East African Community has one of the highest sea freight charges in the world, a development that sends commodity prices up.
Members of the private sector are now drafting key recommendations to see member states cutting down on sea freight costs to foster regional economic growth.
According to the chief executive officer for the East African Business Council (EABC), Mr John Bosco Kalisa, it costs one an estimated $1.8 to transport a container per kilometre. Yet, the international best practice is $1 per km per container.
He said resolving issues around costs and performance of the freight logistics performance was one of the region’s main agendas for economic growth.
“Improving trade logistics through enhancing trade facilitation measures has continued to be important to EAs regional integration agenda,” he said.
Mr Kalisa highlighted that some of the challenges in freight logistics include poor physical and soft infrastructure, a limited public-private collaboration to support transport and logistics players, low border agency coordination, and the lack of a regional approach to supporting the transport and logistics sector.
“The existence of non-tariff and other technical barriers such as roadblocks across the corridor has also affected the performance of the EAC corridors,” he said.
He said during the two-day engagement meeting. The private sector players will discuss the sector’s current situation and suggest recommendations.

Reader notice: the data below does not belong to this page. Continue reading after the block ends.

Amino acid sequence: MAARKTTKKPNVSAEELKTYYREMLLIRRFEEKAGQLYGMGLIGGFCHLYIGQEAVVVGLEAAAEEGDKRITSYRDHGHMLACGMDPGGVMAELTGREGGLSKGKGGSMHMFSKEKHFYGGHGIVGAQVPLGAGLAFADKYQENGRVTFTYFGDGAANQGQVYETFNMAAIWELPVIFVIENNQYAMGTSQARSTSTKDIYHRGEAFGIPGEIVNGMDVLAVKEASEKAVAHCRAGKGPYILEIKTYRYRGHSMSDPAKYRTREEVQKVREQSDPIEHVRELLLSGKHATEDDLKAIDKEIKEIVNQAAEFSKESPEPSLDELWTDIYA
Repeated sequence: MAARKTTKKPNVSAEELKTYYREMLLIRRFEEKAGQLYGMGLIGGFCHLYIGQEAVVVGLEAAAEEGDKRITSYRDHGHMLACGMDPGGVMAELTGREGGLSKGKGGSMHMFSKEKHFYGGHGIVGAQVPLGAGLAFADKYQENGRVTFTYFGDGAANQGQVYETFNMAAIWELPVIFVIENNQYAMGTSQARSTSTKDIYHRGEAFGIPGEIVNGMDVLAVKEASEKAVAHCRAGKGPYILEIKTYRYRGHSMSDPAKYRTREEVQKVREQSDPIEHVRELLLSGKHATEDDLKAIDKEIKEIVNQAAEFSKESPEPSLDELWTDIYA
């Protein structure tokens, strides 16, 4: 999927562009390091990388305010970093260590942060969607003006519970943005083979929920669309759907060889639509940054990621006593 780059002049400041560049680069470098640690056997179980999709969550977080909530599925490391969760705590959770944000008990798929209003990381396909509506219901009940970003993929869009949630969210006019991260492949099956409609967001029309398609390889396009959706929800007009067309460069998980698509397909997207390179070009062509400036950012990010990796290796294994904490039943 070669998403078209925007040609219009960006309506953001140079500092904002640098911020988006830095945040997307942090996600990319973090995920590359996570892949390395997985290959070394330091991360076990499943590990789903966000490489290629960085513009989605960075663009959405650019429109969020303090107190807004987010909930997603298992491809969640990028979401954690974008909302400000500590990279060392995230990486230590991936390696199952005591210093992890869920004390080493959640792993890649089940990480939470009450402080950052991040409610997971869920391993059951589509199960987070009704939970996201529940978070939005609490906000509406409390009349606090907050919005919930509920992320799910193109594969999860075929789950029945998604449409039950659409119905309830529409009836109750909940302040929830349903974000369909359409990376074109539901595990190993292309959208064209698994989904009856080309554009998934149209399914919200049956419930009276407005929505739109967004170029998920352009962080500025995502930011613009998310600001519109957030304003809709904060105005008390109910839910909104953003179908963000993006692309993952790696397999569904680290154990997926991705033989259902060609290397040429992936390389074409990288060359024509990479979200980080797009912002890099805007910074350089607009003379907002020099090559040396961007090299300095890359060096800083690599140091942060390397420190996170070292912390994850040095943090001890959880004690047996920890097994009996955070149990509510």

“We have stakeholders from all the member states and will discuss key recommendations that we will forward to our heads of state,” said Mr Kalisa.
The head of public-private dialogue and export capability from Trademark East Africa, Ms Paveen Mbeda, said sea freight remained the cheapest and most convenient model for international trade hence the need to develop it further. The model was also environmentally friendly.
“We are looking at how we can develop the capacity of sea freight, for instance, in fresh produce, so that the farmers in the region can be competitive like their counterparts in other regions like South America,” she said.
Meanwhile, recent data from the Tanzania Ports Authority (TPA) shows that the newest member of the EAC, the Democratic Republic of Congo (DRC), was the largest customer of the Dar Port, attracting almost three million tonnes of transit cargo, followed by Zambia at 2 million tonnes and Rwanda at about 1.5 million tonnes. The port handled 17 million metric tonnes (MT) last year.
The Dar Port and Mombasa are the largest ports in East Africa.